Travel insurance has one goal: to keep you and your stuff safe from harm while out on an adventure. As we’ve discussed, there are several components to standard travel insurance: vacation cancellation, medical, evacuation, baggage, and flight. While most of us only utilize the last two options, hundreds of thousands of people around the world pay millions of dollars to add the emergency medical component to their policy.
The medical portion of travel insurance is one of the trickiest to balance. Some policies offer lower and high medical expense options, which ultimately affect how much you pay. The higher prices are most often used for countries with high medical costs, such as the United States. That said, travel insurance is often far cheaper than a standard health insurance plan in one of these high-cost countries. Though used only for short periods of time, travel insurance can be hundreds of dollars cheaper than a U.S. healthcare plan.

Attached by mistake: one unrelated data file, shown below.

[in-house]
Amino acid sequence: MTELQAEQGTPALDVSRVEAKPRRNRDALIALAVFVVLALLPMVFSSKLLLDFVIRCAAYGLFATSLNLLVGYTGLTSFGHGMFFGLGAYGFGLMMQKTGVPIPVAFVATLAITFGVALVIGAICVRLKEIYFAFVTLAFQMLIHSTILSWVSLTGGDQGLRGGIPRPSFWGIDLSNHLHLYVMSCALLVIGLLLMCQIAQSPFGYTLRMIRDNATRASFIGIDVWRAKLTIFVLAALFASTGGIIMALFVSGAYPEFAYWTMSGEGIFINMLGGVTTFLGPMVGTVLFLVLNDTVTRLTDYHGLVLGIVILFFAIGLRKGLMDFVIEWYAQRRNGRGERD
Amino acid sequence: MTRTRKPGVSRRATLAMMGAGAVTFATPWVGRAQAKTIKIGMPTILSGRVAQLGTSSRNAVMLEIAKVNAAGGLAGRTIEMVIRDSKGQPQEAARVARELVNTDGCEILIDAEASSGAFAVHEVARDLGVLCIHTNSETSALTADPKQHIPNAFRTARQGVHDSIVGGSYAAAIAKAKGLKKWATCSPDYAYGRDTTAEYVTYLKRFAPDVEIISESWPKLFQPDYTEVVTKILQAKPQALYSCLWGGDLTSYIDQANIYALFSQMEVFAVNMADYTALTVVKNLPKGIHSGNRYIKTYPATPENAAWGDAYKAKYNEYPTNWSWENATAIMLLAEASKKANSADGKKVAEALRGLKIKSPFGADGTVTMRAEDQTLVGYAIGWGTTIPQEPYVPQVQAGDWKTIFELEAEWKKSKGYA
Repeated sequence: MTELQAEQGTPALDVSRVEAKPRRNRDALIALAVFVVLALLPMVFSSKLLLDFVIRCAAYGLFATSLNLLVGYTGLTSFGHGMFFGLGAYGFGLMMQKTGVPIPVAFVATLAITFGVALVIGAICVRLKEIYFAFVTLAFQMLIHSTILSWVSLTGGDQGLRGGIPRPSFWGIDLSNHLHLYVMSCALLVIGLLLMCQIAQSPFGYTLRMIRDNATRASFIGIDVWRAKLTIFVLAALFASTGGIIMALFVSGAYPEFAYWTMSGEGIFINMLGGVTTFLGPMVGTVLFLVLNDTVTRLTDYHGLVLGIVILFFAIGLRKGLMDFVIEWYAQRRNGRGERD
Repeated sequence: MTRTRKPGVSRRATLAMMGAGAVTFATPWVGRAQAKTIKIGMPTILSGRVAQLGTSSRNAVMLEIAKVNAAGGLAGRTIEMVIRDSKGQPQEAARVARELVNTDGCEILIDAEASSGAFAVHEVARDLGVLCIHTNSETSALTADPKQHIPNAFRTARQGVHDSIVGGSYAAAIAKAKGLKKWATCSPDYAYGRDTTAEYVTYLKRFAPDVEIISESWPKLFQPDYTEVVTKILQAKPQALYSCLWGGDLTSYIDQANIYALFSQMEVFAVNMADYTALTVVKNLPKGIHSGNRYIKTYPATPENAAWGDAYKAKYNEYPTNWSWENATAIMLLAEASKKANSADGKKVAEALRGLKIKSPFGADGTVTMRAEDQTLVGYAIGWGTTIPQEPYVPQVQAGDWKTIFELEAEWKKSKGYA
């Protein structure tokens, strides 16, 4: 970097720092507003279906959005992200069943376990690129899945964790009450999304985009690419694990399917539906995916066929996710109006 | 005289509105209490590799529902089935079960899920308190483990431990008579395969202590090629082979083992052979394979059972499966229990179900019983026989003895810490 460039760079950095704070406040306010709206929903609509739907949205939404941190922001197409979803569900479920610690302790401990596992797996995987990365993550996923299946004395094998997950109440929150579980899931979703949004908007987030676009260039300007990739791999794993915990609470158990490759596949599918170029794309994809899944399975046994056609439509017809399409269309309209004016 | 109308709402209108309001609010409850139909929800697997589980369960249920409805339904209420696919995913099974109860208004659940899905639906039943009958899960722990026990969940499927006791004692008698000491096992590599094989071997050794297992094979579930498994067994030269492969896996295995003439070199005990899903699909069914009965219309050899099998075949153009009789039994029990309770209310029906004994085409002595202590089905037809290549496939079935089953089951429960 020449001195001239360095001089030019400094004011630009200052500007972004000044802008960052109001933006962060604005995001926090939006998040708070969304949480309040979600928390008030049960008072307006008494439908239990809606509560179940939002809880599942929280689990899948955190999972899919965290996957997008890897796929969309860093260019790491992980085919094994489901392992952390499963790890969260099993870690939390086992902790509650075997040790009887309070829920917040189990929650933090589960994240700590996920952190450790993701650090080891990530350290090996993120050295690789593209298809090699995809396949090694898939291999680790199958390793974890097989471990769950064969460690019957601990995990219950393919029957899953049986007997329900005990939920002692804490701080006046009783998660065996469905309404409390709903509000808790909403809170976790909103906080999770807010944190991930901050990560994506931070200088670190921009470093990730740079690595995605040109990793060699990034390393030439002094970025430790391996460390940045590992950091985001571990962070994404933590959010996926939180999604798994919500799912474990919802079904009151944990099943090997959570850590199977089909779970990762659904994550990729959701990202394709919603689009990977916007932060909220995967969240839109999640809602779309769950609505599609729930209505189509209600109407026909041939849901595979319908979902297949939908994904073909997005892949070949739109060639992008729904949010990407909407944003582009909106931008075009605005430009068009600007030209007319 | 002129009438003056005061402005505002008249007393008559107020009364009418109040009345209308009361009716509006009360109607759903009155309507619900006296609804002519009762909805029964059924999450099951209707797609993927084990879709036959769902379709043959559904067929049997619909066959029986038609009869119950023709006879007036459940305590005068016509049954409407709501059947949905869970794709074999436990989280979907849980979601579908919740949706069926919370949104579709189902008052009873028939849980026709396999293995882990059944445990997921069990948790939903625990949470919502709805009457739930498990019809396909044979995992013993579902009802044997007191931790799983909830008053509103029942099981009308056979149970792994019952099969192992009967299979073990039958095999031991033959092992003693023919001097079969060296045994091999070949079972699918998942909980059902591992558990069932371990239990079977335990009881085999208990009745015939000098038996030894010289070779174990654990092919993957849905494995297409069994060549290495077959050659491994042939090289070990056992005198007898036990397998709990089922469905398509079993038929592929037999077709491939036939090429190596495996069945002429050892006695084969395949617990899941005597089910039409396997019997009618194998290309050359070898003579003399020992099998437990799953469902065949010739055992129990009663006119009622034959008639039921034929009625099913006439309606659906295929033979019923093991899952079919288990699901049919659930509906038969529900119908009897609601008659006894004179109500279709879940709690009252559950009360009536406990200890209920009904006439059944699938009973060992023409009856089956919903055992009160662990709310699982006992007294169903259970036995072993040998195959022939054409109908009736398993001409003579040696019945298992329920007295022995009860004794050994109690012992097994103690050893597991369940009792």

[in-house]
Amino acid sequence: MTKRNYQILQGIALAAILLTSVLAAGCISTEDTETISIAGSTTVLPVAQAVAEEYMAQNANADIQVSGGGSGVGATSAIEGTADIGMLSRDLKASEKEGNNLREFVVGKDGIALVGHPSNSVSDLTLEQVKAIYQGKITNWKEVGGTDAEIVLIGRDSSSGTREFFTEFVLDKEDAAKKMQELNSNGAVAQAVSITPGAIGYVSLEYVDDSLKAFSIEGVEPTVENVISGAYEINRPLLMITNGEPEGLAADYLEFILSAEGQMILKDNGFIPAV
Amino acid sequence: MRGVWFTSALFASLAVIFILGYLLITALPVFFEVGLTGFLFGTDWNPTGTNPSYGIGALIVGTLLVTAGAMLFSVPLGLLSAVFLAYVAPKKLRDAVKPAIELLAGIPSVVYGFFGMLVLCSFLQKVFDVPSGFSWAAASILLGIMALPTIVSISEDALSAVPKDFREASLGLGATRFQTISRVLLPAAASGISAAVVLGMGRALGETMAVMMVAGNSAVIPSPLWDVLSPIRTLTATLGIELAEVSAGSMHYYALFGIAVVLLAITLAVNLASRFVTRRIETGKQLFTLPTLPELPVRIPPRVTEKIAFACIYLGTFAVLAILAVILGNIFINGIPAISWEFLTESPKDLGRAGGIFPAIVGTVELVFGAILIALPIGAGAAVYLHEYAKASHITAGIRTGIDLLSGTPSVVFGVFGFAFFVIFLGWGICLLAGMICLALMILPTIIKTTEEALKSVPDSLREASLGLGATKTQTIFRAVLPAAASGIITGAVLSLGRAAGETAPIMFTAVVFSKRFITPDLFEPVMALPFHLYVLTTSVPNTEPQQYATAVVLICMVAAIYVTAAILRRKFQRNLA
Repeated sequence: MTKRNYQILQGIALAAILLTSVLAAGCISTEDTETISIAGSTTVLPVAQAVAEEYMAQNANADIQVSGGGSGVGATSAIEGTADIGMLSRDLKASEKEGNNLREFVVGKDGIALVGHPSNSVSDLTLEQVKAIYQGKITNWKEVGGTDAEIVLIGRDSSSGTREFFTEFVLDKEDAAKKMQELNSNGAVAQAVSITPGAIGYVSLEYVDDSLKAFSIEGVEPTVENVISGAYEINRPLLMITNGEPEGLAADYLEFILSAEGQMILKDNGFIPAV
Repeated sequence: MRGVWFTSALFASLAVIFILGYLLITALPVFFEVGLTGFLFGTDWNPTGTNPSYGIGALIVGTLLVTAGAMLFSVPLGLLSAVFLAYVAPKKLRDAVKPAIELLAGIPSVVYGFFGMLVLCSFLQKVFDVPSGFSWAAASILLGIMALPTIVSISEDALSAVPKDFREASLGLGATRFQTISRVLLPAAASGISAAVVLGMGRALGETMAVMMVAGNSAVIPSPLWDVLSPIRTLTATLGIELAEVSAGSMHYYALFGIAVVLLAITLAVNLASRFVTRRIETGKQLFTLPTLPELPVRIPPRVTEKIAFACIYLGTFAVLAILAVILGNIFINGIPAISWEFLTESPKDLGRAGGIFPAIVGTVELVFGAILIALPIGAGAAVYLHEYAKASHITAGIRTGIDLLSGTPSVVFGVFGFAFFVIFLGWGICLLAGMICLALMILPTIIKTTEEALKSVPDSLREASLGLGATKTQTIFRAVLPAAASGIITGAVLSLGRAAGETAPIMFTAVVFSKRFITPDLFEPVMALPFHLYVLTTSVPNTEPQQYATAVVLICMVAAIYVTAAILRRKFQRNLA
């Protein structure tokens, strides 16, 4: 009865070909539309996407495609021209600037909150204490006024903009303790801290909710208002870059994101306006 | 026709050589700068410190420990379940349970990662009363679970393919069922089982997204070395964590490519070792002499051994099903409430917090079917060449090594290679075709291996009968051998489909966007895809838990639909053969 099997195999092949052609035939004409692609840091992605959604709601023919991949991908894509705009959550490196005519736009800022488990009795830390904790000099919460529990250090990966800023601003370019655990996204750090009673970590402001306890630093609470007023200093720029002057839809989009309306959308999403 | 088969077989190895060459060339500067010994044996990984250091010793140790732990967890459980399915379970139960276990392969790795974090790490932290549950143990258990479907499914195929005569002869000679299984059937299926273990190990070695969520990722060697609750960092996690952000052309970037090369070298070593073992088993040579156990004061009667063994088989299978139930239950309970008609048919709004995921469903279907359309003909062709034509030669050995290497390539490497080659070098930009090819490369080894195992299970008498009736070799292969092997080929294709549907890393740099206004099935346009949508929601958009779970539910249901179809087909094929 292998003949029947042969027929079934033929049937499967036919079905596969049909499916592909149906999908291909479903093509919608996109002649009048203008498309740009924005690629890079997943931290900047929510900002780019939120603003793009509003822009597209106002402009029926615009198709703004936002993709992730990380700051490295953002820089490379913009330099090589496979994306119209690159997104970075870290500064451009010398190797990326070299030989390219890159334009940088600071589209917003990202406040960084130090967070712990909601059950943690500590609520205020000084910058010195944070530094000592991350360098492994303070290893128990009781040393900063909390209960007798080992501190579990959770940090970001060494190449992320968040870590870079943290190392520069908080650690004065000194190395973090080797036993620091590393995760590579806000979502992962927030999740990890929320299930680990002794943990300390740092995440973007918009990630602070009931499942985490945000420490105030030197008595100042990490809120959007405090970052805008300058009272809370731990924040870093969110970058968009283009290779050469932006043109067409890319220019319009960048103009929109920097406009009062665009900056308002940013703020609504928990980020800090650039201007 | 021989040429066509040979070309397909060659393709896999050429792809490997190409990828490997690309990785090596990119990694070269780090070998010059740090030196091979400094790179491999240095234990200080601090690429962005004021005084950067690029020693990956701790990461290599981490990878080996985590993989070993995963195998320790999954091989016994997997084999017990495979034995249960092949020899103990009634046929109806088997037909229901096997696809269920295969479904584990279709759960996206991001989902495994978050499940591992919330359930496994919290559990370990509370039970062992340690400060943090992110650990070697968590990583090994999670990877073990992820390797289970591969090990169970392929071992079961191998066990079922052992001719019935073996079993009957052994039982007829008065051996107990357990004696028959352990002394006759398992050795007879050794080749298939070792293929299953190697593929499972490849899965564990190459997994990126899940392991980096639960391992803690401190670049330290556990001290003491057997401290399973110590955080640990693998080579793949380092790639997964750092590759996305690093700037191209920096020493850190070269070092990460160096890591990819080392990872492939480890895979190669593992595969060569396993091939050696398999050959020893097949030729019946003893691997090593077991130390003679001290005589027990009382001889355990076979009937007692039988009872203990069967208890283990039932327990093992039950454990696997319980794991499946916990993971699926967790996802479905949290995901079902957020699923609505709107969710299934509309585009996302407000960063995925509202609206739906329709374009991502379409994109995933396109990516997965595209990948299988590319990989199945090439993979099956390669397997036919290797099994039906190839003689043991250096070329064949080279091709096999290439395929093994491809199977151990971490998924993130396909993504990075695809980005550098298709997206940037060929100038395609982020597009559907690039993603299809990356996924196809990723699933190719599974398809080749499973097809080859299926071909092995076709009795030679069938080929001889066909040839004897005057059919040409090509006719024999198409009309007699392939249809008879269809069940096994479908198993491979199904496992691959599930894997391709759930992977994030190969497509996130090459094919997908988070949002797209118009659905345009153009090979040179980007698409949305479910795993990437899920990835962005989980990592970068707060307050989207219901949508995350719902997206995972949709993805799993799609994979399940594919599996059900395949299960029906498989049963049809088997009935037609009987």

Travel insurance, however, is not intended to be a substitute for a health insurance policy in your home country. While there is a medical component in you travel insurance policy, it is only designed to cover sudden illness or accident—not preventative, rehabilitative, or diagnostic care. To that end, an individual can choose the level of coverage they purchase before a trip; some travel insurance plans won’t have the medical component.
While this is not necessarily a common practice among those who purchase travel insurance, you have to admit—the idea of paying significantly less for healthcare is pretty enticing. You’ll just wait for your symptoms to get bad enough to facilitate an emergency trip to the hospital, right? While this might seem like a clever scheme, it puts your health in extreme peril. Plus, few travel insurance providers will actually provide insurance for this reason.